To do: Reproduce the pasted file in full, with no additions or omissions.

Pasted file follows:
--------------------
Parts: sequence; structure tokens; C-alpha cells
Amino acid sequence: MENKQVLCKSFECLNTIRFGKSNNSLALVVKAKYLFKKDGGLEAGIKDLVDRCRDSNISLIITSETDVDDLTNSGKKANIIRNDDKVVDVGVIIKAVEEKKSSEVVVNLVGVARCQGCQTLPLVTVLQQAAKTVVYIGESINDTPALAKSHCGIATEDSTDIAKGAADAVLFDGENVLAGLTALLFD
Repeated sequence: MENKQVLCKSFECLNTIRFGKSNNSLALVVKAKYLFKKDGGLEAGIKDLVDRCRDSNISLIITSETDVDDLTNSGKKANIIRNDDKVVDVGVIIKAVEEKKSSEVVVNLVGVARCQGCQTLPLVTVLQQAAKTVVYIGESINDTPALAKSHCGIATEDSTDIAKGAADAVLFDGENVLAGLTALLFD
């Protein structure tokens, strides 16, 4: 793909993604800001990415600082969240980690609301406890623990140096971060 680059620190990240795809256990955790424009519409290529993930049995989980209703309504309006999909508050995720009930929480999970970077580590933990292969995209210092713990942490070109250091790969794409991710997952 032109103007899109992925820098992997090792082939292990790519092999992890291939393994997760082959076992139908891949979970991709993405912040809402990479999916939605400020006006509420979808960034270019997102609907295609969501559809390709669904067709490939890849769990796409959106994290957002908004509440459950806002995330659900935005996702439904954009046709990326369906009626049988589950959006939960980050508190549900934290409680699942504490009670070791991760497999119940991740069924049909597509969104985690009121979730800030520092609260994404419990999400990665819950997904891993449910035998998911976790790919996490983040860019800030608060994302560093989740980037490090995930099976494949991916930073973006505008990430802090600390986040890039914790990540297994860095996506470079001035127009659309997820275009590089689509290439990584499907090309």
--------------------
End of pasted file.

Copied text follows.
Parts: sequence; structure tokens; C-alpha cells
Amino acid sequence: MENKQVLCKSFECLNTIRFGKSNNSLALVVKAKYLFKKDGGLEAGIKDLVDRCRDSNISLIITSETDVDDLTNSGKKANIIRNDDKVVDVGVIIKAVEEKKSSEVVVNLVGVARCQGCQTLPLVTVLQQAAKTVVYIGESINDTPALAKSHCGIATEDSTDIAKGAADAVLFDGENVLAGLTALLFD
Repeated sequence: MENKQVLCKSFECLNTIRFGKSNNSLALVVKAKYLFKKDGGLEAGIKDLVDRCRDSNISLIITSETDVDDLTNSGKKANIIRNDDKVVDVGVIIKAVEEKKSSEVVVNLVGVARCQGCQTLPLVTVLQQAAKTVVYIGESINDTPALAKSHCGIATEDSTDIAKGAADAVLFDGENVLAGLTALLFD
């Protein structure tokens, strides 16, 4: 793909993604800001990415600082969240980690609301406890623990140096971060 680059620190990240795809256990955790424009519409290529993930049995989980209703309504309006999909508050995720009930929480999970970077580590933990292969995209210092713990942490070109250091790969794409991710997952 032109103007899109992925820098992997090792082939292990790519092999992890291939393994997760082959076992139908891949979970991709993405912040809402990479999916939605400020006006509420979808960034270019997102609907295609969501559809390709669904067709490939890849769990796409959106994290957002908004509440459950806002995330659900935005996702439904954009046709990326369906009626049988589950959006939960980050508190549900934290409680699942504490009670070791991760497999119940991740069924049909597509969104985690009121979730800030520092609260994404419990999400990665819950997904891993449910035998998911976790790919996490983040860019800030608060994302560093989740980037490090995930099976494949991916930073973006505008990430802090600390986040890039914790990540297994860095996506470079001035127009659309997820275009590089689509290439990584499907090309």